in The greening of golf
Cardboard publishers in Latin America
Lucy Bell

emanates in material disadvantage. This hints at a broader social situation raised by Prestes: that those who deplete the most resources, represented here by the inhabitants of the gated communities, are also (but only partially and superficially) protected from the ugly and potentially harmful waste produced by their consumption. Environmental damage, perversely, impacts disproportionately on the poor – those people excluded from the society of producers and consumers – who are least responsible for producing it. ‘Cata as dores’, however, is not just a passive

in Literature and sustainability
Open Access (free)
Mark Harvey, Andrew McMeekin and Alan Warde

that the consequences for nutrition and health of eating currently available food are deeply problematical. Other people worry about the culinary and aesthetic value of foodstuffs. And there are movements for animal welfare which raise ethical questions about the propriety of the practices of major actors in the food chain. Then there is the environmental damage that modern large-scale farming techniques bring. All these exist on top of more mainstream concerns with the price of food, with the level of profit and the degree of oligopoly in the various markets which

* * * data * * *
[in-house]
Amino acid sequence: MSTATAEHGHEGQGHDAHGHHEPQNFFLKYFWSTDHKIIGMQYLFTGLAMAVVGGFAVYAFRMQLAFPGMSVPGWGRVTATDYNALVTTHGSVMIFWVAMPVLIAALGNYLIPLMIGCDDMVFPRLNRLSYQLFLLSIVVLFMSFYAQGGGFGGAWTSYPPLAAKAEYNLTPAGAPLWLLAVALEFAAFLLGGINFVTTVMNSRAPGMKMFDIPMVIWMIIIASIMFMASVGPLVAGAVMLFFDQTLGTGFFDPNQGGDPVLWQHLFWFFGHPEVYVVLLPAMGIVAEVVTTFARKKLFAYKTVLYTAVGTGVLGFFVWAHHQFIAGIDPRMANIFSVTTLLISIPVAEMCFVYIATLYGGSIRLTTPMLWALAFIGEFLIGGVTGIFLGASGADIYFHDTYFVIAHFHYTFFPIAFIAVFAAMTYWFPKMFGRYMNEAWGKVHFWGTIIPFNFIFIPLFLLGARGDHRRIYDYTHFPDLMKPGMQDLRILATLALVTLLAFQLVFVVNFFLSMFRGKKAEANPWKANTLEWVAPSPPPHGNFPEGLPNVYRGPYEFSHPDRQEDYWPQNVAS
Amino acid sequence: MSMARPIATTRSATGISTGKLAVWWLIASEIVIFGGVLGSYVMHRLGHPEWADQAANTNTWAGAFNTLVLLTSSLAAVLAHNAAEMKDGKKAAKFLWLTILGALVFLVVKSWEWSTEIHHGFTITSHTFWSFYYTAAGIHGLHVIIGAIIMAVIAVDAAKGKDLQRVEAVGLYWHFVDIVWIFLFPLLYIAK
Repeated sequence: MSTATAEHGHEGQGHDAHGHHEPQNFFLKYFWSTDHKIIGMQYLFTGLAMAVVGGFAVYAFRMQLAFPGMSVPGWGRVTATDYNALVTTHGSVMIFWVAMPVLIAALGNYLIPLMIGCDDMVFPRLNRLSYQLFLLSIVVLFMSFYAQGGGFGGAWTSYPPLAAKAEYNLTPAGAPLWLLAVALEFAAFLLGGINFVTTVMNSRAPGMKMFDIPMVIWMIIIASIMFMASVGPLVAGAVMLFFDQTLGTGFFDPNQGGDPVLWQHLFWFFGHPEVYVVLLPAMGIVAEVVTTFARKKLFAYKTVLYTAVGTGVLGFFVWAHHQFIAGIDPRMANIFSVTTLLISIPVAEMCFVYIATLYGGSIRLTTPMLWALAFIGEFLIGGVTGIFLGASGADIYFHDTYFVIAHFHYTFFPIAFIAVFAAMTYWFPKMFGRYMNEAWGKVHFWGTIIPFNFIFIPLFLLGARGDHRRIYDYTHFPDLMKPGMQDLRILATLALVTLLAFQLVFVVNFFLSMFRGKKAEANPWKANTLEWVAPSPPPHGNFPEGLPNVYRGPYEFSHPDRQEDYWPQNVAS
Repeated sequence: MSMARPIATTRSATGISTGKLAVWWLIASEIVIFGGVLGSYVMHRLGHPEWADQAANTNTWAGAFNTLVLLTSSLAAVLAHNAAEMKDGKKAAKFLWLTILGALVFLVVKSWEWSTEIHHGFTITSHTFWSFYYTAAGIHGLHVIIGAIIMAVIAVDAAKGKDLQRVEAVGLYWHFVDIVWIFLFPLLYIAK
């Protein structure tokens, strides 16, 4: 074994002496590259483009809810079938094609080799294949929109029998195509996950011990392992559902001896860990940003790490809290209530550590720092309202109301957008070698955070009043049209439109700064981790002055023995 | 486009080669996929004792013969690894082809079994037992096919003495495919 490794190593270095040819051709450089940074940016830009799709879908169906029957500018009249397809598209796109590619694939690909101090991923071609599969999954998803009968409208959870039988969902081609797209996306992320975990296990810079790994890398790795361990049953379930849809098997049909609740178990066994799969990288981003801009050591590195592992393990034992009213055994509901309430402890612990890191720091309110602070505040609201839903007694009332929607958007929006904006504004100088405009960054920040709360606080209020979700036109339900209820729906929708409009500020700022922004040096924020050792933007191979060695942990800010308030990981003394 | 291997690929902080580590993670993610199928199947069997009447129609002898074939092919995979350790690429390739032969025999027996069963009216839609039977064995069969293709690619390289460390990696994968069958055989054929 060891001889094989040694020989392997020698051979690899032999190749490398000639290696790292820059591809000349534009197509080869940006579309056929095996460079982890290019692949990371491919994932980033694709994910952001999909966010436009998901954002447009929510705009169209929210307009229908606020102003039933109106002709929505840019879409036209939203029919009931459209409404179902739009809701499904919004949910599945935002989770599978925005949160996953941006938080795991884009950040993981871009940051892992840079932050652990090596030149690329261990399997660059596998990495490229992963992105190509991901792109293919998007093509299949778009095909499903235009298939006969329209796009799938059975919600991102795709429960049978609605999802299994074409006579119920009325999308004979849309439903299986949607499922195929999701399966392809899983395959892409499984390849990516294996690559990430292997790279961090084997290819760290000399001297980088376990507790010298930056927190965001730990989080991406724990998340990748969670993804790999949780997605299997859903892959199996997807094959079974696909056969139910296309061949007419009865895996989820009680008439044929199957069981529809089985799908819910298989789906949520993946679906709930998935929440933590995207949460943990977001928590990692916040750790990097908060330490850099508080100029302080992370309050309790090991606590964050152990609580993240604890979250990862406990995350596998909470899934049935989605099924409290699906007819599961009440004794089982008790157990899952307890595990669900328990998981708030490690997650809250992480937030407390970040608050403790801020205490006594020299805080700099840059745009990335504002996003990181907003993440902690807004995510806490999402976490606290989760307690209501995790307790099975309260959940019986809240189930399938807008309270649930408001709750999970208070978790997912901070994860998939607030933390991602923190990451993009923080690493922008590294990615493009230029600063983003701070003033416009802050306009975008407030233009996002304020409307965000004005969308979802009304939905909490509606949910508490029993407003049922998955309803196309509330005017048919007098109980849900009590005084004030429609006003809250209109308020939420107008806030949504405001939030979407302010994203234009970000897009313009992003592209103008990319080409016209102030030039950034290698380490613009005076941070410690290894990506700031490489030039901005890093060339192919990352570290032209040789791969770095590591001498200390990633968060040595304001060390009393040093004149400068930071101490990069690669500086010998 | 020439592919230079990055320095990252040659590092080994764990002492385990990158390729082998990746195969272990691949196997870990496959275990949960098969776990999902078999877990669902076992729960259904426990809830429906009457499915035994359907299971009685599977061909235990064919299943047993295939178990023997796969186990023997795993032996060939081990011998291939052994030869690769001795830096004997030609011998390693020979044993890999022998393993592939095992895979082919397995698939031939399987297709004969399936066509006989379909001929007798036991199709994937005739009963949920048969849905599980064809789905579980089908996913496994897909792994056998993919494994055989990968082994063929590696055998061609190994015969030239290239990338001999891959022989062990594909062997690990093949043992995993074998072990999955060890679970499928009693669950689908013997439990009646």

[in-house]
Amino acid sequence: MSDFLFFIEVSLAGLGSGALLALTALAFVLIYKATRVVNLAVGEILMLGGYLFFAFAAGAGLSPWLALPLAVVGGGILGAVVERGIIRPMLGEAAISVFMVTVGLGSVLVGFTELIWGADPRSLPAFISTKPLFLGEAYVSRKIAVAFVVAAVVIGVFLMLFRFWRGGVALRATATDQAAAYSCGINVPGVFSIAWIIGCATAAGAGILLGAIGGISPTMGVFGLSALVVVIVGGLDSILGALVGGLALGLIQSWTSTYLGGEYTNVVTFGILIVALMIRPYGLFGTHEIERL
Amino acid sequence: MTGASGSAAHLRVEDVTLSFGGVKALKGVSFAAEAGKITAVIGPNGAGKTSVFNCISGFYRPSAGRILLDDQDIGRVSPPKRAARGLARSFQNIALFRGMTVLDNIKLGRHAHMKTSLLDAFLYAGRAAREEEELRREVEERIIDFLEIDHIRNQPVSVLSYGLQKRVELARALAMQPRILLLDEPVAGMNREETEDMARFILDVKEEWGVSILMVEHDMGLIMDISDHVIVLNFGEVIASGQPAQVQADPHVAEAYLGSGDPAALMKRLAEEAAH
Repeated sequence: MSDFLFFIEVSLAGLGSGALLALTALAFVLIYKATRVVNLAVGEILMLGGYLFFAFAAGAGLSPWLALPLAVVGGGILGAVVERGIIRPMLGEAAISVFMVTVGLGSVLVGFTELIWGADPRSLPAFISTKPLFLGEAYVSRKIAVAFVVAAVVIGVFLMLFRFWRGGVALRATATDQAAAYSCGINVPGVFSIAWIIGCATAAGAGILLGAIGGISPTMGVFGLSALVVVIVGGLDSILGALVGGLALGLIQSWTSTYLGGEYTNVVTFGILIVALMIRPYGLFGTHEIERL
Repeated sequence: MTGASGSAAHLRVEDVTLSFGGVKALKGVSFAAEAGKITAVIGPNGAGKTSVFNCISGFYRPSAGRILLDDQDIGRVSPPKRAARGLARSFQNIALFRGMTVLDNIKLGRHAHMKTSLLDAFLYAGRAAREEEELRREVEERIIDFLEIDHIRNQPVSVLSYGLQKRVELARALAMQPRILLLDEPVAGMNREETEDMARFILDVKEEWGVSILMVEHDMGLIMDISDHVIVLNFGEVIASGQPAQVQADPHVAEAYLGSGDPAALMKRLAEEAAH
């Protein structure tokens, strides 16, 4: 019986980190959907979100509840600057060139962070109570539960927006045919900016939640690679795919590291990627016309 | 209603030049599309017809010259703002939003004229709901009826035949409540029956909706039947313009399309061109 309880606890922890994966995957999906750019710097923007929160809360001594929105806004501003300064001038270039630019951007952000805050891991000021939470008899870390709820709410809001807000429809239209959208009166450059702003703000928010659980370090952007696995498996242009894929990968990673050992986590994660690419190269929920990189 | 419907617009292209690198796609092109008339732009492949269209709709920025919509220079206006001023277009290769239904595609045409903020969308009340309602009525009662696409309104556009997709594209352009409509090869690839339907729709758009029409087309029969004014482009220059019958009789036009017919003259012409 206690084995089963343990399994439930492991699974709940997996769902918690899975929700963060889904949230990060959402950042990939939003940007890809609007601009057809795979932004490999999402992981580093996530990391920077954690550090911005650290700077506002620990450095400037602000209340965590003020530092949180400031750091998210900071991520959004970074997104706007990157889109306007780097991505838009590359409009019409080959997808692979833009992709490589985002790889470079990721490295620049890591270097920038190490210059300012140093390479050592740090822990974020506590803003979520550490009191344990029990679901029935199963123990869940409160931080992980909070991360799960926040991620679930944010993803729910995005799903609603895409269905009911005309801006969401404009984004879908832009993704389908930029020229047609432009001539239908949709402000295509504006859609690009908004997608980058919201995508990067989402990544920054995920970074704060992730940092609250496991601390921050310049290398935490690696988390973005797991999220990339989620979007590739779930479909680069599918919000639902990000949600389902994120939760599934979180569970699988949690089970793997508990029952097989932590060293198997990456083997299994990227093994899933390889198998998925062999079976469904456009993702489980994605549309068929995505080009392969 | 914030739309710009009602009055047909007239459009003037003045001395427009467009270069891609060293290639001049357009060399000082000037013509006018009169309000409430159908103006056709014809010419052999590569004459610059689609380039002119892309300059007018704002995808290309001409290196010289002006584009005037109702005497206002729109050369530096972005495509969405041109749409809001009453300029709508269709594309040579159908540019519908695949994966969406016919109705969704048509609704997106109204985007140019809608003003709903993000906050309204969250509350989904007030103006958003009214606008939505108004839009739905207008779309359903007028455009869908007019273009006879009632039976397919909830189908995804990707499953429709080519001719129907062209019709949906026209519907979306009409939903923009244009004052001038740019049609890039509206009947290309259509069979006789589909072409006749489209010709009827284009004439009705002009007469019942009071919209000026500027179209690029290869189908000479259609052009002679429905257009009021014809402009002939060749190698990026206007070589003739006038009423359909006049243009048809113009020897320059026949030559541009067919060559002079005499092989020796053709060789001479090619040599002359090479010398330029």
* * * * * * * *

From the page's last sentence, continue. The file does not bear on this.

in Qualities of food
Discourses, contestation and alternative consumption
Roberta Sassatelli

political motives, for example, are all present in the discourses that accompany the Canadian web resources: the rich Western countries, only twenty per cent of the world population, are consuming eighty per cent of the earth’s natural resources, causing a disproportionate level of environmental damage and unfair distribution of wealth. As consumers we need to question the products we buy and challenge the companies who produce them. (BND-UK press release, 23 November 2001) Most of the themes deployed in the initiative are only superficially close to an ascetic rhetoric

in Qualities of food